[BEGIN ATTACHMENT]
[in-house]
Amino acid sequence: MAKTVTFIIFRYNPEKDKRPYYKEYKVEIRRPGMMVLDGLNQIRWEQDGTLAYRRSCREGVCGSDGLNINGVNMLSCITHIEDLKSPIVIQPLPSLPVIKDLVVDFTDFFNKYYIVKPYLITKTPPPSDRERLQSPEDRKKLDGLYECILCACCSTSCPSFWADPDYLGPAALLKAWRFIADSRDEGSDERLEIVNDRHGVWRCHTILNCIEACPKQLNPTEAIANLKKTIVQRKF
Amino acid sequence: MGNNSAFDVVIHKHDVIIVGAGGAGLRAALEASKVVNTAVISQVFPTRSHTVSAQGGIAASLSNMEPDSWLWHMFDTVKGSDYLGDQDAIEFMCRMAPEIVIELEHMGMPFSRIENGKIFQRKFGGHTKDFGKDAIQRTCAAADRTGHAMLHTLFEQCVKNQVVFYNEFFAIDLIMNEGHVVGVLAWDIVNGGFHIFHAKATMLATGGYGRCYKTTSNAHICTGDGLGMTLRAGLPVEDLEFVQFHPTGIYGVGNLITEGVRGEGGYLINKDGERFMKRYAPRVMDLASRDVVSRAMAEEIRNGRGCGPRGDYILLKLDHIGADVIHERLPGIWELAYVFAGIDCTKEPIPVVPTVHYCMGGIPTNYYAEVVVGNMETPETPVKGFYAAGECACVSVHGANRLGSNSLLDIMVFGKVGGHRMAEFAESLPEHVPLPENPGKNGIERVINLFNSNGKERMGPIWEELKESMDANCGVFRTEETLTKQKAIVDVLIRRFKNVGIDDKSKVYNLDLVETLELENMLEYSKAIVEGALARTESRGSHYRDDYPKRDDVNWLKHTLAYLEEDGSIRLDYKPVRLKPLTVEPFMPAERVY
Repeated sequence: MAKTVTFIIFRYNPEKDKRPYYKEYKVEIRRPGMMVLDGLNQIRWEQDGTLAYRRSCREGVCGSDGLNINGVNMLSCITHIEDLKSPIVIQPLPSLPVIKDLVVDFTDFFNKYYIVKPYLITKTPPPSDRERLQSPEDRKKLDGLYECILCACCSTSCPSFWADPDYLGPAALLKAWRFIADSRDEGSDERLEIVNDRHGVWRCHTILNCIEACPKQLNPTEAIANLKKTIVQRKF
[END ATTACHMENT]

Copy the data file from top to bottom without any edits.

[in-house]
Amino acid sequence: MAKTVTFIIFRYNPEKDKRPYYKEYKVEIRRPGMMVLDGLNQIRWEQDGTLAYRRSCREGVCGSDGLNINGVNMLSCITHIEDLKSPIVIQPLPSLPVIKDLVVDFTDFFNKYYIVKPYLITKTPPPSDRERLQSPEDRKKLDGLYECILCACCSTSCPSFWADPDYLGPAALLKAWRFIADSRDEGSDERLEIVNDRHGVWRCHTILNCIEACPKQLNPTEAIANLKKTIVQRKF
Amino acid sequence: MGNNSAFDVVIHKHDVIIVGAGGAGLRAALEASKVVNTAVISQVFPTRSHTVSAQGGIAASLSNMEPDSWLWHMFDTVKGSDYLGDQDAIEFMCRMAPEIVIELEHMGMPFSRIENGKIFQRKFGGHTKDFGKDAIQRTCAAADRTGHAMLHTLFEQCVKNQVVFYNEFFAIDLIMNEGHVVGVLAWDIVNGGFHIFHAKATMLATGGYGRCYKTTSNAHICTGDGLGMTLRAGLPVEDLEFVQFHPTGIYGVGNLITEGVRGEGGYLINKDGERFMKRYAPRVMDLASRDVVSRAMAEEIRNGRGCGPRGDYILLKLDHIGADVIHERLPGIWELAYVFAGIDCTKEPIPVVPTVHYCMGGIPTNYYAEVVVGNMETPETPVKGFYAAGECACVSVHGANRLGSNSLLDIMVFGKVGGHRMAEFAESLPEHVPLPENPGKNGIERVINLFNSNGKERMGPIWEELKESMDANCGVFRTEETLTKQKAIVDVLIRRFKNVGIDDKSKVYNLDLVETLELENMLEYSKAIVEGALARTESRGSHYRDDYPKRDDVNWLKHTLAYLEEDGSIRLDYKPVRLKPLTVEPFMPAERVY
Repeated sequence: MAKTVTFIIFRYNPEKDKRPYYKEYKVEIRRPGMMVLDGLNQIRWEQDGTLAYRRSCREGVCGSDGLNINGVNMLSCITHIEDLKSPIVIQPLPSLPVIKDLVVDFTDFFNKYYIVKPYLITKTPPPSDRERLQSPEDRKKLDGLYECILCACCSTSCPSFWADPDYLGPAALLKAWRFIADSRDEGSDERLEIVNDRHGVWRCHTILNCIEACPKQLNPTEAIANLKKTIVQRKF